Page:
Turns out, when you're paying €300 for a bag, you're still paying for assembly-line production and factory-level quality. Just more for it.

So there you have it. Ciao, chain stores. I'll see you around

The GAP, a chain store in Rome
Of course, I know the whole issue is complicated. I know that all of these issues have to do with globalization, and the modern economy, and outsourcing, as well as the particular decisions made by these particular brands. And I don't mean to romanticize an artisan-filled past: Obviously, factories and machines have made life much easier and cheaper for everyone First-World consumers.

But, just as I think we lack a crucial understanding and awareness of what we're eating when we consume food that's traveled thousands of miles from its origins, been repackaged, marketed, and sold out of season… so do we all lose something when we only buy products delivered far away from their source of creation.

We lose the awareness that, for the product to be so cheap, very cheap labor was involved. We lose knowing how many hands it passed through to get to us (and how many of those people touching it were involved with the black market and the Mafia—just read Saviano's Gomorra if you're curious). We lose a sense of responsibility for how it was manufactured, why, and what it took to get it to us (i.e. thousands of miles of petroleum-heavy shipping and trucking).

What do you think? Those in Rome, have any artisans for me to try? And anyone want to join me on my year-long effort? 

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  1. Amanda, I really enjoyed this post and think you are absolutely right! The more people choose to buy cheap, chain-store, made-in-China clothes and objects, the more expensive the artisinal products will become which will just continue the cycle. So many people (me included) complain about the power and greed of the big corporations, thinking we can’t do anything about it, when in fact, this is one of the ONLY things that we actually (collectively) have the ability to change. Unfortunately the western thirst for quantity over quality means people will almost always spend their money on the many cheap things rather than on one expensive, lovingly crafted one. I am looking forward to hearing about your favorite independent shops and I am inspired to join your cause! I have a couple of shops to recommend but I need to check to make sure they are still in buisness (sigh! so often the fate of independent shops!) I’ll report back!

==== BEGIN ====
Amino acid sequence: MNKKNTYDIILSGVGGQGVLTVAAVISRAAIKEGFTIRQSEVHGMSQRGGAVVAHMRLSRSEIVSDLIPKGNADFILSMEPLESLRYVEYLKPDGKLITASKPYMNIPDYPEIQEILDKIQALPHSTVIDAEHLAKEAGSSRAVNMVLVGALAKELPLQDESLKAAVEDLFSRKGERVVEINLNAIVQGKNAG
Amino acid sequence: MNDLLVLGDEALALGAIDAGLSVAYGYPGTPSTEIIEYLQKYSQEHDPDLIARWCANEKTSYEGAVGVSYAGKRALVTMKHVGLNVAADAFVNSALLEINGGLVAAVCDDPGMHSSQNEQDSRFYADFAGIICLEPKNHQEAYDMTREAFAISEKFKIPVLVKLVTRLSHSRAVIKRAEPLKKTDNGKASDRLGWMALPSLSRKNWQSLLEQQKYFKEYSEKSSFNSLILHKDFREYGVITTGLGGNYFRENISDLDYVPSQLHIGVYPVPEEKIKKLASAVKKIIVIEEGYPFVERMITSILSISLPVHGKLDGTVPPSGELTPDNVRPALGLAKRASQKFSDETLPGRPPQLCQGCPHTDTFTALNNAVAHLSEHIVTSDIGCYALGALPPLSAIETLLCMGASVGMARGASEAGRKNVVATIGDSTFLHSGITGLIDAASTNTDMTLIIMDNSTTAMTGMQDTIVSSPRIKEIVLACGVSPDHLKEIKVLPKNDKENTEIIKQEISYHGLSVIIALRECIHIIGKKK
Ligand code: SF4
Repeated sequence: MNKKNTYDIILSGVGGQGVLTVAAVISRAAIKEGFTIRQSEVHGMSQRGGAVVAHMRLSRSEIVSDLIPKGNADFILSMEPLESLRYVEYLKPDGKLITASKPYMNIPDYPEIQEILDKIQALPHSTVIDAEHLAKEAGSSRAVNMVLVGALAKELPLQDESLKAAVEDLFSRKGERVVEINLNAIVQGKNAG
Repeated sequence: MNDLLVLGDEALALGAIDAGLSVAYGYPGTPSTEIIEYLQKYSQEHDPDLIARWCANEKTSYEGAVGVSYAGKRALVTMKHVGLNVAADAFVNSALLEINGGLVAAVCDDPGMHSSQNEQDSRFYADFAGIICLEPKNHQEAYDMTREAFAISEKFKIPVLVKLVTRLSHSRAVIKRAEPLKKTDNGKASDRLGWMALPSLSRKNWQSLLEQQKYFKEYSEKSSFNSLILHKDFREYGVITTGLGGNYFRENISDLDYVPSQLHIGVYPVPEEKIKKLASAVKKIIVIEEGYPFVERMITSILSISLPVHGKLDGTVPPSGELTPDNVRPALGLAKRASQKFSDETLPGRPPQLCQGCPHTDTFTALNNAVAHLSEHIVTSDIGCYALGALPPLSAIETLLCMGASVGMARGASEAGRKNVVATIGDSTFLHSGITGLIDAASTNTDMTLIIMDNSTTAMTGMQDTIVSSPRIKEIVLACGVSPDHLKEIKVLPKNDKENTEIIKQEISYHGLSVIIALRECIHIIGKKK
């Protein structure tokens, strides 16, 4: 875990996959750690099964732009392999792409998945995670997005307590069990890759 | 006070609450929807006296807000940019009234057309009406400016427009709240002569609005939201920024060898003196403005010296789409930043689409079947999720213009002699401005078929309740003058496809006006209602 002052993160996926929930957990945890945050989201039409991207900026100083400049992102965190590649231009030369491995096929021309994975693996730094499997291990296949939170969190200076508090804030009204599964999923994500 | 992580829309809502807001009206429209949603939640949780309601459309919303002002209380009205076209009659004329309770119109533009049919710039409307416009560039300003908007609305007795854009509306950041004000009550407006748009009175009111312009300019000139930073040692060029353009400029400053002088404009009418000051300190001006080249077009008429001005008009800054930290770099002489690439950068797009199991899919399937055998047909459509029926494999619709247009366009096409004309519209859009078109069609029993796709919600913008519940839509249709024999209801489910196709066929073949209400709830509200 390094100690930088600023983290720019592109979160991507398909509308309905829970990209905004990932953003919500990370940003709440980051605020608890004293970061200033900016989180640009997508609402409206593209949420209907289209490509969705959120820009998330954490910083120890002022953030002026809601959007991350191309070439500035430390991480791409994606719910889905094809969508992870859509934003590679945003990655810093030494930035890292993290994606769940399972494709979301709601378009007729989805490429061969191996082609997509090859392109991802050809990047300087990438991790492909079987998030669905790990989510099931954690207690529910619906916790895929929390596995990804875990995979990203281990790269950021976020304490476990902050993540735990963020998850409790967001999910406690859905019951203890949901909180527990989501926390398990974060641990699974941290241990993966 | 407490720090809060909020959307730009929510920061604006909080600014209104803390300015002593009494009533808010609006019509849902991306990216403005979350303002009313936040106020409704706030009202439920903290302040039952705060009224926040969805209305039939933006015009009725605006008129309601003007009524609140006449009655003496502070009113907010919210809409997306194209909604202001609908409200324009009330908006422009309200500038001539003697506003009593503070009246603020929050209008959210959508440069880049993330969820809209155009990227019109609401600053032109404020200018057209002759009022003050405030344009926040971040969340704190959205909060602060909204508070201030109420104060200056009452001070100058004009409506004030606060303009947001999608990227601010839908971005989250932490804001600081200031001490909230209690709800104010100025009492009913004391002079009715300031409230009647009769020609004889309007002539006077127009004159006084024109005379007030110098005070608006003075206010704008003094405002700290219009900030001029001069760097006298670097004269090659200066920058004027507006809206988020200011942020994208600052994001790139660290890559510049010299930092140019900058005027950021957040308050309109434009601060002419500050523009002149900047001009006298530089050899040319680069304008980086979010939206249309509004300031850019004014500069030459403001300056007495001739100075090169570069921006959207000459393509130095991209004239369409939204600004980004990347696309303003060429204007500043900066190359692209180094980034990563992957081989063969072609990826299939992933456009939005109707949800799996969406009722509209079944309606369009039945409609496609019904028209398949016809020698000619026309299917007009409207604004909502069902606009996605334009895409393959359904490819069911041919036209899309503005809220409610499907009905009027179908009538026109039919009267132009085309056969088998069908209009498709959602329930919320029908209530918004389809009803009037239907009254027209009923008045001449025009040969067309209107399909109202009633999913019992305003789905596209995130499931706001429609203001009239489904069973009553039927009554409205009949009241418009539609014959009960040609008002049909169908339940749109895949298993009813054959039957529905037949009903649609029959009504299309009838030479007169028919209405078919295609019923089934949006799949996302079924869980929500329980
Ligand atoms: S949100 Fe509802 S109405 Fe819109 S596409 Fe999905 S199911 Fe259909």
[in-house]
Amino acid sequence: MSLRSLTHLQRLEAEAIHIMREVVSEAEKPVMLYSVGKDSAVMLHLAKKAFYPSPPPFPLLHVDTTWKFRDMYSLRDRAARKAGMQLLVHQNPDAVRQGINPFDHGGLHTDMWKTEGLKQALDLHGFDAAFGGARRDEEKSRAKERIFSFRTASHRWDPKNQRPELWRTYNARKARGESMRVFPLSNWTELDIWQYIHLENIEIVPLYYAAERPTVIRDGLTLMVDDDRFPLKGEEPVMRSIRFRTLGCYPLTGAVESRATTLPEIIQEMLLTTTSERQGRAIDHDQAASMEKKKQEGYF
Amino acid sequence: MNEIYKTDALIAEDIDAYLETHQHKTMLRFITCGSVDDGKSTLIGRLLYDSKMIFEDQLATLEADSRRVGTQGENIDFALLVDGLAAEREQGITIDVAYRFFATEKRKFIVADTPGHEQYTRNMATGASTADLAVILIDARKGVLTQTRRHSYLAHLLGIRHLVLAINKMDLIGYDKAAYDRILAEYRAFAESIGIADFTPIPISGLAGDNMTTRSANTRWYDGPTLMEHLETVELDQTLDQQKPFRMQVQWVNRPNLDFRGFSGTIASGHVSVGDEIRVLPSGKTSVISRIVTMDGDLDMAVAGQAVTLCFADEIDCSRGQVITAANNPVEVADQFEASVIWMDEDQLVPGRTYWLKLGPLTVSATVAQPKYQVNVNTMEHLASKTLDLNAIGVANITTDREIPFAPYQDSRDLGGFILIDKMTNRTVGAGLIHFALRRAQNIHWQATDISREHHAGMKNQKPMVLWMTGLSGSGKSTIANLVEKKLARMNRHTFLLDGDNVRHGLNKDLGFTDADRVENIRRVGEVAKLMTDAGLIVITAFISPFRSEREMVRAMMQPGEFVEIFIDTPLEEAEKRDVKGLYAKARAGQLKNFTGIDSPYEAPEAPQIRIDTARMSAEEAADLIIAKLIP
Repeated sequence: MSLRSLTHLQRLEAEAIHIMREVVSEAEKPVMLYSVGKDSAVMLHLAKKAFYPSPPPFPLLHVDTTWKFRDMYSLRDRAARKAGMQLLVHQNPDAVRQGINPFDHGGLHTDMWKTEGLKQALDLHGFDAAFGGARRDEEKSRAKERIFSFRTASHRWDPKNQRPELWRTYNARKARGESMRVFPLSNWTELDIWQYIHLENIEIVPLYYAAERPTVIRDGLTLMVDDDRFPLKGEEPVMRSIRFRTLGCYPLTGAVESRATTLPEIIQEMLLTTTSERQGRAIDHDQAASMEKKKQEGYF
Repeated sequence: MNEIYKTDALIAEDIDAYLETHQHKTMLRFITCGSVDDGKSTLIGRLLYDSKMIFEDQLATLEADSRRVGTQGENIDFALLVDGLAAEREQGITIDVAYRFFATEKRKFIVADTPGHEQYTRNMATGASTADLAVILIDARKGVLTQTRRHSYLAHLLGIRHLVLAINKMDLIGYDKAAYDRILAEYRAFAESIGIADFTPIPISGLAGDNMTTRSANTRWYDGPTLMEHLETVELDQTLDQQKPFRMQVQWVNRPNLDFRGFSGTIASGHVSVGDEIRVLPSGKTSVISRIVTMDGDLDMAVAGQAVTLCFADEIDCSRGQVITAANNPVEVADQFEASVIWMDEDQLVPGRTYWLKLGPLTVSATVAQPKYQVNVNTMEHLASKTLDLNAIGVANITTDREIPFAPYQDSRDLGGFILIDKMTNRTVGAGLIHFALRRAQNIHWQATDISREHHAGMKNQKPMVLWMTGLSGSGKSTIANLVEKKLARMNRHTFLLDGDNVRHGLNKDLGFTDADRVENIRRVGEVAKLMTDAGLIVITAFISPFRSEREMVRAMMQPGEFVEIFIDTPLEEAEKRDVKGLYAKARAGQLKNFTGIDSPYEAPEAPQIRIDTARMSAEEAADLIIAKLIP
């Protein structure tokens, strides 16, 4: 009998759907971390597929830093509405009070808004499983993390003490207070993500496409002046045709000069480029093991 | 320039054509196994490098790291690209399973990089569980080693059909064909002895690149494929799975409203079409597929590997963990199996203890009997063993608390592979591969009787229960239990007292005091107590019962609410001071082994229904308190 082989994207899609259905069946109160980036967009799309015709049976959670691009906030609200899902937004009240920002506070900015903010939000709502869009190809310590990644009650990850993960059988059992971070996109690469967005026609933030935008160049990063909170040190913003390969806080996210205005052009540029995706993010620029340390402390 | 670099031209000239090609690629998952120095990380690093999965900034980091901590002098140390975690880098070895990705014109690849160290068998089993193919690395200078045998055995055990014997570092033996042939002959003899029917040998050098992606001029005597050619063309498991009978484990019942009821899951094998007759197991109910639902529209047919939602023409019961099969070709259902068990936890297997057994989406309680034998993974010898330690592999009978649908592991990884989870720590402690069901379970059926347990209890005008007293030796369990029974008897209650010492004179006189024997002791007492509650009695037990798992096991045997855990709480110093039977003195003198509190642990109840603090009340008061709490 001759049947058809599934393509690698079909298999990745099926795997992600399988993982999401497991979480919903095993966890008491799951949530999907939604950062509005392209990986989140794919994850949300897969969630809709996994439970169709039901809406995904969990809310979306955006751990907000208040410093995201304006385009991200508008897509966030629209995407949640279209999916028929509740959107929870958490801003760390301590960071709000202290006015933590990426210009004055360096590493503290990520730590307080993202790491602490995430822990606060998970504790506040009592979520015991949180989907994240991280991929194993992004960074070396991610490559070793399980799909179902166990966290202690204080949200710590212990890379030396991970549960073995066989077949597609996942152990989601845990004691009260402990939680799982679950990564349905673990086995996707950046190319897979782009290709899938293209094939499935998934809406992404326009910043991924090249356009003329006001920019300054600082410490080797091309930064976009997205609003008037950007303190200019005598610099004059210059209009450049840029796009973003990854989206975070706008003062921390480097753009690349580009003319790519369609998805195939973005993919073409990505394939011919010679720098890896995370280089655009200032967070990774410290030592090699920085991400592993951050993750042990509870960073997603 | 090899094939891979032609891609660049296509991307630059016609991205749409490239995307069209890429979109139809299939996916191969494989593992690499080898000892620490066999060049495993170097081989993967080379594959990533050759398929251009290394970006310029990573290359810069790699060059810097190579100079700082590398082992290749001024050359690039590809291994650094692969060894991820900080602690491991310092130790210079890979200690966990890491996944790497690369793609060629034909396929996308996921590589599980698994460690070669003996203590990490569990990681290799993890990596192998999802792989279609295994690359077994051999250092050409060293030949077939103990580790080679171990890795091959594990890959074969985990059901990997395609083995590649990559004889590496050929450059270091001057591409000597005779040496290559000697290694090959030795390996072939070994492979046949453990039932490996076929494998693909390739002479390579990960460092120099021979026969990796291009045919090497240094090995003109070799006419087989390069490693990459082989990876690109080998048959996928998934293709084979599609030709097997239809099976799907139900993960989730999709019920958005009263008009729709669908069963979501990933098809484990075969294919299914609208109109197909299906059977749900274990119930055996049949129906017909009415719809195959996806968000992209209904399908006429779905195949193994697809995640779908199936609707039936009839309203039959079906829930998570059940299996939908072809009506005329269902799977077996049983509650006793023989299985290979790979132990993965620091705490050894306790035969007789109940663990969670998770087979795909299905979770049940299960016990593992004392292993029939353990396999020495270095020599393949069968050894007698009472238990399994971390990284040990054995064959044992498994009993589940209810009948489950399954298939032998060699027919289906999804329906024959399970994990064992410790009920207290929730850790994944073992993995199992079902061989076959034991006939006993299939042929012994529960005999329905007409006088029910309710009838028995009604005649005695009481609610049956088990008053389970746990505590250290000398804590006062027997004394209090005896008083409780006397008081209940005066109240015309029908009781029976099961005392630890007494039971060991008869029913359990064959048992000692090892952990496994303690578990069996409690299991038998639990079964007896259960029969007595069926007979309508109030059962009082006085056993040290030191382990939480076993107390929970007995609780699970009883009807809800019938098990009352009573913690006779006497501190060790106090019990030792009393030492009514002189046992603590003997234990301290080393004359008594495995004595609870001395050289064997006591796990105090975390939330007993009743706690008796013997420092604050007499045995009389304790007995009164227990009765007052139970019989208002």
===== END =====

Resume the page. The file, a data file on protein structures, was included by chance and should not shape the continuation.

2. Hi Tiffany,
    Thanks so much for joining the “cause”! 🙂 It’s so good to hear that this resonates with you, and that’s a great point that this is a vicious cycle—the more we support chains over artisans, the pricier the artisans will be. Please do share your recommendations (when you find how they’re doing!) and any other suggestions you might have for shopping artisanal in Rome!

  3. Hi Amanda,
    I totally agree with your decision and I’d like to join you on your effort.
    I’m living in Rome since 3 years and I’m trying to know better this city through it’s artists and artisans.
    I’ll be on a trip in Turkey for the next month but will be back on April 28th for the big #salvaiciclisti bike protest in Rome. Then I’d love to meet and share our ideas about Rome’s alternative shopping possibilities!

  4. Thank you, Sezgi! So glad to hear this strikes a chord with you, and I’d love to meet. Shoot me an email when you get back from Turkey (and enjoy your trip!).

  5. Hello Amanda,
    I just found your blog while planning for my trip to Rome this coming October. I completely agree with all your reasons for shopping local and non-chain stores. I try and do that myself here in Canada. I can’t wait to hear about how it goes for you in Rome so I know what shops to visit!

  6. Hi Amanda!

    We are travelling to Rome tomorrow and I just discovered your blog today! What a shame, since your information is absolutely priceless!! Thanks a zillion for sharing such amazing information. I am spending the night reading up everything thats there. A quick question if you dont mind, with regards to the post above, is there any specific dresser you would recommend? I would just love to pay a visit if nothing!

    Completely agree on the chain store mania! Well definitely drop by after our visit!

    Many thanks once again

  7. Hi Nirja,
    I’m so glad you’ve found my blog so helpful! Enjoy your trip to Rome—it’s a lovely time of year to go. As for specific dressers, I very much like Tina Sondergaard on Via del Boschetto, who does beautiful tailored work (I wrote about her in my post on shops on Via del Boschetto here https://www.revealedrome.com/2012/03/best-shopping-rome-via-del-boschetto-monti.html). On the same street, the young designers at Le Nou turn out handmade work that’s cheap and trendy.

    I hope that helps. Do let me know if you have any other questions, and safe travels!